A Young Hanna Volunteer Reflects On Her ExperiencesApril 4, 2016
Gabrielle (left) and her mom Leslie attend Hanna’s Evening with the All-Stars Gala in 2015
I have been given the opportunity to apply for valedictorian at my university, Saint Mary’s College of California, and in doing so I was asked to reflect upon my involvement at Saint Mary’s and my community at home in Sonoma.
In addition to my allyship with the Lasallian communities in Moraga and my month of service in Sri Lanka, I have been a strong ally to hundreds of at risk teenage boys at Hanna Boys Center for over half of my life.
After our house caught fire when I was 12, my mom lost her job. She searched for and found a temporary position at a non-profit institution in Sonoma, California called Hanna Boys Center. This center does amazing things. It takes boys between the ages of 13 and 18 out of their current lives, usually surrounded by gang activity, disability, homelessness, lack of resources, and addiction (or any combination of these) and puts them in a place where they can reach success.
This place is one of my many homes. Whenever I am not at Saint Mary’s, at work, or at home, I am at Hanna. I have met so many amazing people there, volunteered thousands of hours, and become a part of the Hanna community.
I originally volunteered, at age 13, by being a member of the dance program. I got to bond with the boys and really understand what their position and social locations were. After a couple years, the dance program ended, but I still wanted to participate in any capacity possible at the center.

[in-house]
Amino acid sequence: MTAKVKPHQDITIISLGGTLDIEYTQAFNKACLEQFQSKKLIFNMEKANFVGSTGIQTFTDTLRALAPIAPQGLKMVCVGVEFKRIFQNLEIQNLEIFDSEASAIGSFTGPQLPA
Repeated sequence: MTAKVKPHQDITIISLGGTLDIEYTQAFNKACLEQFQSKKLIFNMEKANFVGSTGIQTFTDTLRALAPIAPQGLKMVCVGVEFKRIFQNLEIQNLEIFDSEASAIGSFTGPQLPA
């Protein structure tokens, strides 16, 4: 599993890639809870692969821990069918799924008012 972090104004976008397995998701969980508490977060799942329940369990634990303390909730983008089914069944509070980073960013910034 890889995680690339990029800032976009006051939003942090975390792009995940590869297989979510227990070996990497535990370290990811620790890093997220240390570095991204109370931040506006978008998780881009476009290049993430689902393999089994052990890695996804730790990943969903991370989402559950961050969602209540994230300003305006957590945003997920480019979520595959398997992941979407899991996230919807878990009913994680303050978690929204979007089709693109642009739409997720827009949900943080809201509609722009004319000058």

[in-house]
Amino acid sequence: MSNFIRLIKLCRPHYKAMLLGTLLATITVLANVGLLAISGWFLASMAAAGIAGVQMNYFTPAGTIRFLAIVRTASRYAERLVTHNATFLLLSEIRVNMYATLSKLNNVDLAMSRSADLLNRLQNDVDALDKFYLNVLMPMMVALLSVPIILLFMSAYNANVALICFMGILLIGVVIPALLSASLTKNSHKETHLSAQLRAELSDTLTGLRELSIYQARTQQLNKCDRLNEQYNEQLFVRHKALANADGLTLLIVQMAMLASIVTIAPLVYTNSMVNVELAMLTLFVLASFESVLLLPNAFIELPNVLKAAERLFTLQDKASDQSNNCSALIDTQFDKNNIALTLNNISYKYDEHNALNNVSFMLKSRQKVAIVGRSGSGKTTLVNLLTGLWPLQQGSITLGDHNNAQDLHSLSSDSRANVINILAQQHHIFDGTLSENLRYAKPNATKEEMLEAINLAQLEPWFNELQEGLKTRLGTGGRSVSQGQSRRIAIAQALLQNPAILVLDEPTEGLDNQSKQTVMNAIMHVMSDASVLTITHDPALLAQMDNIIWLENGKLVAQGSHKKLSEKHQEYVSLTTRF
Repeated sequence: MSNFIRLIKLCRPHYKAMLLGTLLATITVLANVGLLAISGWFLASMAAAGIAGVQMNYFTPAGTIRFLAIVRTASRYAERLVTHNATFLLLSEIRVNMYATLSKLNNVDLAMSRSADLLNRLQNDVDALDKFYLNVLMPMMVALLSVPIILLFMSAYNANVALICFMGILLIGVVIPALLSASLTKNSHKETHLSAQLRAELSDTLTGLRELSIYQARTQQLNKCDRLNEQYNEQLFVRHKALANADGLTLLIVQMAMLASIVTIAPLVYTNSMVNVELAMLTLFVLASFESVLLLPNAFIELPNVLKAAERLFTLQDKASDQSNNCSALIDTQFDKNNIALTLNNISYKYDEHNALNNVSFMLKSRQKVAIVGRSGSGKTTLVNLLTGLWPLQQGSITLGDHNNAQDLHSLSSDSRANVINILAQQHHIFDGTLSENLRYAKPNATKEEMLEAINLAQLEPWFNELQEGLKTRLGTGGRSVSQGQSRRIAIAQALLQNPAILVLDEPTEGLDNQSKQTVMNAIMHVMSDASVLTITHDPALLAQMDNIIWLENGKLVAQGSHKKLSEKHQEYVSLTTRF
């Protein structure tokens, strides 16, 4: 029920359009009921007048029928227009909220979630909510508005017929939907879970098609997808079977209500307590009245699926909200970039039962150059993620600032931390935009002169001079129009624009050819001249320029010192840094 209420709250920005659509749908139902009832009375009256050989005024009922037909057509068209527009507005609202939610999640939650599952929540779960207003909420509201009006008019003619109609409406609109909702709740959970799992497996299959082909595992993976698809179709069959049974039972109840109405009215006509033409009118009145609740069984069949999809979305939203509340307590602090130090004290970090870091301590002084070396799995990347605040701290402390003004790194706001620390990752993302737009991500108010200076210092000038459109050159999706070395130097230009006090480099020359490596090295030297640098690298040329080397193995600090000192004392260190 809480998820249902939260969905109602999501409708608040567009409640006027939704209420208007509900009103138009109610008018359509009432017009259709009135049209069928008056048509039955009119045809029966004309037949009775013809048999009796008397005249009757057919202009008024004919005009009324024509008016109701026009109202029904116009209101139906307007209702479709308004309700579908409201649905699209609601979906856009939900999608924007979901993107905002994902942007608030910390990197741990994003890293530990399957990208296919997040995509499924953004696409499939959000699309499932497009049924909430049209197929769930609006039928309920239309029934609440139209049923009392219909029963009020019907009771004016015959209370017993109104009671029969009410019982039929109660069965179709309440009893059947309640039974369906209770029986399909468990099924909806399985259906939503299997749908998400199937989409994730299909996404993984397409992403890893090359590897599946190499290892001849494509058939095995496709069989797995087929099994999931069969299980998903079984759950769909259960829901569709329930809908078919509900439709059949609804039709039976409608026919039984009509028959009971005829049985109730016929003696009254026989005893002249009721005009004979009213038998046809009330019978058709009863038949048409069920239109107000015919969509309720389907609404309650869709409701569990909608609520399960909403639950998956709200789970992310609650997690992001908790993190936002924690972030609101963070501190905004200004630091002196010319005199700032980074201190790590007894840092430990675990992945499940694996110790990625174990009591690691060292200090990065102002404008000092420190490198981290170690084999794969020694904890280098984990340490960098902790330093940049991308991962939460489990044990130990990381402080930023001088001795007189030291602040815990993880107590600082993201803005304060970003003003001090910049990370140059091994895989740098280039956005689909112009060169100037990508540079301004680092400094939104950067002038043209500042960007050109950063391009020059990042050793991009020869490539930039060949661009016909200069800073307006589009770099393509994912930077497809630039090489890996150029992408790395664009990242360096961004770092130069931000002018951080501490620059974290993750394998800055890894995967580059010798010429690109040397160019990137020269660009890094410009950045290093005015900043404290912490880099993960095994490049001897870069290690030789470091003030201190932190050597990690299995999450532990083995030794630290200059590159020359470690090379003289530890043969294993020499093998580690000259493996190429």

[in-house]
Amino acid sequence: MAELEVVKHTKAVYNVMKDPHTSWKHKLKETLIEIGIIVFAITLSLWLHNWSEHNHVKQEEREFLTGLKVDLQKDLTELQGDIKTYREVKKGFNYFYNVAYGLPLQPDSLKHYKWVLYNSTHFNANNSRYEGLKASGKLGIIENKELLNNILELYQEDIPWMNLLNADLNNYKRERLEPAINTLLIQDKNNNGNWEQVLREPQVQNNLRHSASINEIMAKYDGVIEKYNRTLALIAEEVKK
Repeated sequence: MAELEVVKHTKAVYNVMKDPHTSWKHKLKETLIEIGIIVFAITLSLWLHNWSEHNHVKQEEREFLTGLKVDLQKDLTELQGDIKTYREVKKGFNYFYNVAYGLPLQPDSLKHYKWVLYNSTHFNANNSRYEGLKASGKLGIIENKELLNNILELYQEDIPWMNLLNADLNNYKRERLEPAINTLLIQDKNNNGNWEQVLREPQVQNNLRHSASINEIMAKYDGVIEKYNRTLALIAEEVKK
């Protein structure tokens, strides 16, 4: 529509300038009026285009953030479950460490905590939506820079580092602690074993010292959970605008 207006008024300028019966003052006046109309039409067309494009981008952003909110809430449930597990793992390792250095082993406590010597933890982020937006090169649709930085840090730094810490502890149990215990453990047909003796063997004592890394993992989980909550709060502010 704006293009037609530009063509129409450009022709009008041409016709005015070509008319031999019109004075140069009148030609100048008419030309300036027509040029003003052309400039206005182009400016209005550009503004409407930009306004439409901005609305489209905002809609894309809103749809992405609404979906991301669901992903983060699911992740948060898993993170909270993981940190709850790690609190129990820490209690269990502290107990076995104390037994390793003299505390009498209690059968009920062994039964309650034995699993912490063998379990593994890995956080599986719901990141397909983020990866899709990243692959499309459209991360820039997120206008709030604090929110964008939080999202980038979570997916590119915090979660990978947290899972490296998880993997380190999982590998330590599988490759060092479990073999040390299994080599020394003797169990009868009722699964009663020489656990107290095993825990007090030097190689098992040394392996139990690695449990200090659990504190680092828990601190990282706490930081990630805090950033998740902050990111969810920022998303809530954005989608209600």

I worked in the development department whenever I could, helping my mom, filing and mailing, and setting up events. I also have always been a supporter of athletics at Hanna, even spending some time volunteering with the volleyball team.
Since being away at college, I have had less opportunity to work directly at the center. However, I chose to write my thesis based on my Hanna experiences.
After taking classes at Saint Mary’s and learning about the Lasallian mission though, I was able to look at Hanna differently. Hanna’s boys are handed every possible obstacle and every reason not to succeed. Everything in our world works against them. There is nothing I love more than being able to understand their social location, understand the plight of their minority status in this world, and see them beat all odds to achieve their goals.
The social justice the lasallian star preaches is being served up every day at Hanna, and the boys with the help of the staff, are able to defy the statistics and end up success stories. But they are so much more than their stories and their numbers and their successes. They are human and the humanization of boys like this is really the only way we can enable them to be more than a statistic.
I will do everything in my power, anytime, anywhere to stand in solidarity with these boys and I am proud to have been able to be their ally for the last 10 years and will continue to be their ally forever. –Gabrielle Petersen, Hanna volunteer